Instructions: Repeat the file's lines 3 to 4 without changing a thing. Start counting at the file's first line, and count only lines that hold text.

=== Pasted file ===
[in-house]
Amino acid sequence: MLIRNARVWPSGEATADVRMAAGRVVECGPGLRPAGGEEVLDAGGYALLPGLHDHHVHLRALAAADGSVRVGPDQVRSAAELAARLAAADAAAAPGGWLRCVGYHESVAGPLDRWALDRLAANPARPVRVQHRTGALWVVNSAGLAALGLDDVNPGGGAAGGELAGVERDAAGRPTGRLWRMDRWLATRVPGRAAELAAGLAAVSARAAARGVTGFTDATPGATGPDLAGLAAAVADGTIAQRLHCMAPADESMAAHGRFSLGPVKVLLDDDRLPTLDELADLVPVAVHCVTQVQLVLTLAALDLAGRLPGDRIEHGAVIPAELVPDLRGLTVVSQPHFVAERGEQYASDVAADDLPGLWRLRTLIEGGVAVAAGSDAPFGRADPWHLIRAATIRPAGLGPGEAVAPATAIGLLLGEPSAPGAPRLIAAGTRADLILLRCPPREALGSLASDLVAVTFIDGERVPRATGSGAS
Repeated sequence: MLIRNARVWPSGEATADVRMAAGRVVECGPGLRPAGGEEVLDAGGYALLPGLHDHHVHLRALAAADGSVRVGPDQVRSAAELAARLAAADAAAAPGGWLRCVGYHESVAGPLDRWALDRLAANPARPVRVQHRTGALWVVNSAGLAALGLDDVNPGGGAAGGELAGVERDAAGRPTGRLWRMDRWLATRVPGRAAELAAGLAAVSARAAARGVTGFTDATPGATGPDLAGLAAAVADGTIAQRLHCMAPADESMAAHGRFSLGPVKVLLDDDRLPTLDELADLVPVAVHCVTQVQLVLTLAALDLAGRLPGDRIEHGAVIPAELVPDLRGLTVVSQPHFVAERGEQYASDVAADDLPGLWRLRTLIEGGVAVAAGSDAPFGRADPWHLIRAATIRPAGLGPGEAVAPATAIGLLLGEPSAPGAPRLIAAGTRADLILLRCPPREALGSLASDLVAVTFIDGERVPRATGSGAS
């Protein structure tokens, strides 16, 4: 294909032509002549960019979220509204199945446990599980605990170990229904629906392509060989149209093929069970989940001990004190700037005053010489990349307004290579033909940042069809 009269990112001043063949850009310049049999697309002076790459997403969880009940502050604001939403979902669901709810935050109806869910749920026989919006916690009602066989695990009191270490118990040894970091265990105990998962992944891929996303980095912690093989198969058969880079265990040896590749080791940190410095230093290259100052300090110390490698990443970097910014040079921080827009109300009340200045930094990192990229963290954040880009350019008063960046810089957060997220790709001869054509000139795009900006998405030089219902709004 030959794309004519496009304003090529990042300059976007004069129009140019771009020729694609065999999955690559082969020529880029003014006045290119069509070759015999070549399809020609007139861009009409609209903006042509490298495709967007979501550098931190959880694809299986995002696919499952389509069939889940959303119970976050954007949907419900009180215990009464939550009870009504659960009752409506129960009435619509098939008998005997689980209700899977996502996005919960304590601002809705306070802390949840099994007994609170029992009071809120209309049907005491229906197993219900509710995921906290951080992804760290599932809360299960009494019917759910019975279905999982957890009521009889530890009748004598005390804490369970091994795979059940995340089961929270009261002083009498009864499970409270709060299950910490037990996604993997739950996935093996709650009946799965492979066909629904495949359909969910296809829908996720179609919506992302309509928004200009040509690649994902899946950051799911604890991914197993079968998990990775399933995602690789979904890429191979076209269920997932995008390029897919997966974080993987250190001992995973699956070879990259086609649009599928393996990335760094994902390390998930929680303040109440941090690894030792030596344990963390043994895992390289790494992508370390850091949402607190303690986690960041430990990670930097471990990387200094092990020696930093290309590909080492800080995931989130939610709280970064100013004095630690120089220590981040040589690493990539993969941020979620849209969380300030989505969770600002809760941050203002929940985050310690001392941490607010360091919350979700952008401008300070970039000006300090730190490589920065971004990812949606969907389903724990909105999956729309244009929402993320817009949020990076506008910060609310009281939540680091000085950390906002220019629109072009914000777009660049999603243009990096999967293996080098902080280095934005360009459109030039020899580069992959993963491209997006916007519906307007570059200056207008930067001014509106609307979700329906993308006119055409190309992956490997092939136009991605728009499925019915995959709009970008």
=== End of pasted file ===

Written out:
Repeated sequence: MLIRNARVWPSGEATADVRMAAGRVVECGPGLRPAGGEEVLDAGGYALLPGLHDHHVHLRALAAADGSVRVGPDQVRSAAELAARLAAADAAAAPGGWLRCVGYHESVAGPLDRWALDRLAANPARPVRVQHRTGALWVVNSAGLAALGLDDVNPGGGAAGGELAGVERDAAGRPTGRLWRMDRWLATRVPGRAAELAAGLAAVSARAAARGVTGFTDATPGATGPDLAGLAAAVADGTIAQRLHCMAPADESMAAHGRFSLGPVKVLLDDDRLPTLDELADLVPVAVHCVTQVQLVLTLAALDLAGRLPGDRIEHGAVIPAELVPDLRGLTVVSQPHFVAERGEQYASDVAADDLPGLWRLRTLIEGGVAVAAGSDAPFGRADPWHLIRAATIRPAGLGPGEAVAPATAIGLLLGEPSAPGAPRLIAAGTRADLILLRCPPREALGSLASDLVAVTFIDGERVPRATGSGAS
């Protein structure tokens, strides 16, 4: 294909032509002549960019979220509204199945446990599980605990170990229904629906392509060989149209093929069970989940001990004190700037005053010489990349307004290579033909940042069809 009269990112001043063949850009310049049999697309002076790459997403969880009940502050604001939403979902669901709810935050109806869910749920026989919006916690009602066989695990009191270490118990040894970091265990105990998962992944891929996303980095912690093989198969058969880079265990040896590749080791940190410095230093290259100052300090110390490698990443970097910014040079921080827009109300009340200045930094990192990229963290954040880009350019008063960046810089957060997220790709001869054509000139795009900006998405030089219902709004 030959794309004519496009304003090529990042300059976007004069129009140019771009020729694609065999999955690559082969020529880029003014006045290119069509070759015999070549399809020609007139861009009409609209903006042509490298495709967007979501550098931190959880694809299986995002696919499952389509069939889940959303119970976050954007949907419900009180215990009464939550009870009504659960009752409506129960009435619509098939008998005997689980209700899977996502996005919960304590601002809705306070802390949840099994007994609170029992009071809120209309049907005491229906197993219900509710995921906290951080992804760290599932809360299960009494019917759910019975279905999982957890009521009889530890009748004598005390804490369970091994795979059940995340089961929270009261002083009498009864499970409270709060299950910490037990996604993997739950996935093996709650009946799965492979066909629904495949359909969910296809829908996720179609919506992302309509928004200009040509690649994902899946950051799911604890991914197993079968998990990775399933995602690789979904890429191979076209269920997932995008390029897919997966974080993987250190001992995973699956070879990259086609649009599928393996990335760094994902390390998930929680303040109440941090690894030792030596344990963390043994895992390289790494992508370390850091949402607190303690986690960041430990990670930097471990990387200094092990020696930093290309590909080492800080995931989130939610709280970064100013004095630690120089220590981040040589690493990539993969941020979620849209969380300030989505969770600002809760941050203002929940985050310690001392941490607010360091919350979700952008401008300070970039000006300090730190490589920065971004990812949606969907389903724990909105999956729309244009929402993320817009949020990076506008910060609310009281939540680091000085950390906002220019629109072009914000777009660049999603243009990096999967293996080098902080280095934005360009459109030039020899580069992959993963491209997006916007519906307007570059200056207008930067001014509106609307979700329906993308006119055409190309992956490997092939136009991605728009499925019915995959709009970008």